Well, I’m too ‘mature’ for the ‘young'(er) styles, and still much too young for the ‘old fogey’ stuff. So what would you have me call it? I’d be delighted to use whatever terminology you think is apporpriate – just let me know what that would be! lol
Are women obsessed with the number on the tag inside their skirts? Some are, although I think they’re a minority. However, there are clusters of women who do this, and one cluster seems to be in the media, where they can tell us that it’s the norm.
It also really burns my onions when I hear someone say, “I’m a size (whatever)”. NO. The dress/top/trousers/whatever is a size (whatever). YOU are YOU.
I’d love to even be able to say ‘I’m a size whatever’ – regardless of the size – and be able to be accurate. Men can say neck / arm/ chest/ waist/ inseam measurements, and you know what you are dealing with. The sizing ‘system’ (and I use the term very lightly!) for women can drive a person crazy… or at least, make one very cranky!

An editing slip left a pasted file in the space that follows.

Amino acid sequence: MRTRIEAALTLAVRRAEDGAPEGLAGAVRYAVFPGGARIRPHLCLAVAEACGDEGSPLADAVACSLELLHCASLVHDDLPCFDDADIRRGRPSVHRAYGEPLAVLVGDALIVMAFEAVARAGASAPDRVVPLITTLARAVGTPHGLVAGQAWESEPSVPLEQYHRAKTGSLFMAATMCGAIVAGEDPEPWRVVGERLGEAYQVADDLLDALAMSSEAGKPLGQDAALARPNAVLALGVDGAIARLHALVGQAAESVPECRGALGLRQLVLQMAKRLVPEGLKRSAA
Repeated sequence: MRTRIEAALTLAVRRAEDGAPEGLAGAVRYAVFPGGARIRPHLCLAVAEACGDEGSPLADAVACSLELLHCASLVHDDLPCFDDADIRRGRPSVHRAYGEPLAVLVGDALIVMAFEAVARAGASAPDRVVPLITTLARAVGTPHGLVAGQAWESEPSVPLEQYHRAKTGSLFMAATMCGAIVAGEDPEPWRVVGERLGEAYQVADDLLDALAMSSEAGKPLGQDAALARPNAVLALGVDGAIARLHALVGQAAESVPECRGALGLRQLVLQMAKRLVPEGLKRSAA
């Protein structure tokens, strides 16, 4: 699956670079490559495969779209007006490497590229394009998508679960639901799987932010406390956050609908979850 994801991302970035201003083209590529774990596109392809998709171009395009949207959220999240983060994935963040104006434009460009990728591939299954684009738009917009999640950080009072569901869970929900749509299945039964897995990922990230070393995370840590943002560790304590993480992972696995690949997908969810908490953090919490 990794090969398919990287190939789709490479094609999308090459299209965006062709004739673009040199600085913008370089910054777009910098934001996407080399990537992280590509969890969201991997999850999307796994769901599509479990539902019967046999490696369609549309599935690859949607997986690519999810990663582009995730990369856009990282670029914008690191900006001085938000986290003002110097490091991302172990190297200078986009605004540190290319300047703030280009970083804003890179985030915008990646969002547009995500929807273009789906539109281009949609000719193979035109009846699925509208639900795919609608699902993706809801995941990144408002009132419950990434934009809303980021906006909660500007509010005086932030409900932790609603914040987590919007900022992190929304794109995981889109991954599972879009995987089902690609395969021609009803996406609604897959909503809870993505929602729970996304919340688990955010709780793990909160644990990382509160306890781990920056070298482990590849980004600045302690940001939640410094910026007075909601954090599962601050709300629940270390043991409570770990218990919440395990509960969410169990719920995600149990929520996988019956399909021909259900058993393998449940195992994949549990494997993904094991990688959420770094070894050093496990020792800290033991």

That’s my problem – I’m fairly tall but I have disproprtionately long arms and legs. That means a ‘long sleeved’ top hasn’t reached my wrists since age 10 or so. I saw the article in the NY Times, and the biggest issue to me wasn’t how a size “8” in one store was a “4” in another but how *each* manufacturer assumed a different (sometimes a vastly different) bust-to-waist-to-hip ratio. And the unmentioned reality that they assume a handful of women are under 5’3″ and few if any are over 5’7″
Your timing on this is spot on. I had a customer in my store over the past month who loved a dress. She tried it in a Medium and a Large. She looked very nice in the Large. She originally bought the Medium, came back and tried on the Medium and the Large, left with the Large and then today returned the Large because she said she couldn’t stand the thought of wearing a Large. What is size if you look good in what you are wearing?
Size only matters if your clothes are too small!
It’s been like this forever. In the mid 70s I worked for a very elite department store where women would come in and have their clothing resized, let the seams out as far as possible, just so they could have smaller size on the tag. I altered many outfits for this reason even adjusting the shoulder width if necessary. The size two we wore back in 70s do not equal a size two today, not with the glamour sizing.